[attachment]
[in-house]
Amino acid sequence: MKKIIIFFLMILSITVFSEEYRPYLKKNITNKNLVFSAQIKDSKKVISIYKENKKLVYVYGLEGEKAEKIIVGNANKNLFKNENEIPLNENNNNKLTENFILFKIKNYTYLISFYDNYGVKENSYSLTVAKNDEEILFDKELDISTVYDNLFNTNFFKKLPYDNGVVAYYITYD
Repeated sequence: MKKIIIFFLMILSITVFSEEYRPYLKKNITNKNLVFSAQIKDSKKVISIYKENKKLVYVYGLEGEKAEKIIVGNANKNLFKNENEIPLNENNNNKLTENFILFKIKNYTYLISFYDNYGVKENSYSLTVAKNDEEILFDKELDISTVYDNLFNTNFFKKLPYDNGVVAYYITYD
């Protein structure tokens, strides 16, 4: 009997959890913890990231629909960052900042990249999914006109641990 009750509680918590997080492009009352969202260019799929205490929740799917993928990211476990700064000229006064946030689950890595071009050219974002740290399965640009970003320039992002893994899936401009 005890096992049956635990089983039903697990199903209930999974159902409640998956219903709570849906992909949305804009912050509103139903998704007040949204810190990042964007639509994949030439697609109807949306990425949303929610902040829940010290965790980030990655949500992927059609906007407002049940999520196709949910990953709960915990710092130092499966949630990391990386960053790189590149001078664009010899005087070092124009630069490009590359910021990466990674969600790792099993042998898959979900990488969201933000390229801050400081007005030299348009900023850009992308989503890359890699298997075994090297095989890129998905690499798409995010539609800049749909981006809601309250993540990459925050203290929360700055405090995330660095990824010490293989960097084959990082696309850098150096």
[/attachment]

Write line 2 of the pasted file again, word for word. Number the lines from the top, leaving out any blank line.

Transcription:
Amino acid sequence: MKKIIIFFLMILSITVFSEEYRPYLKKNITNKNLVFSAQIKDSKKVISIYKENKKLVYVYGLEGEKAEKIIVGNANKNLFKNENEIPLNENNNNKLTENFILFKIKNYTYLISFYDNYGVKENSYSLTVAKNDEEILFDKELDISTVYDNLFNTNFFKKLPYDNGVVAYYITYD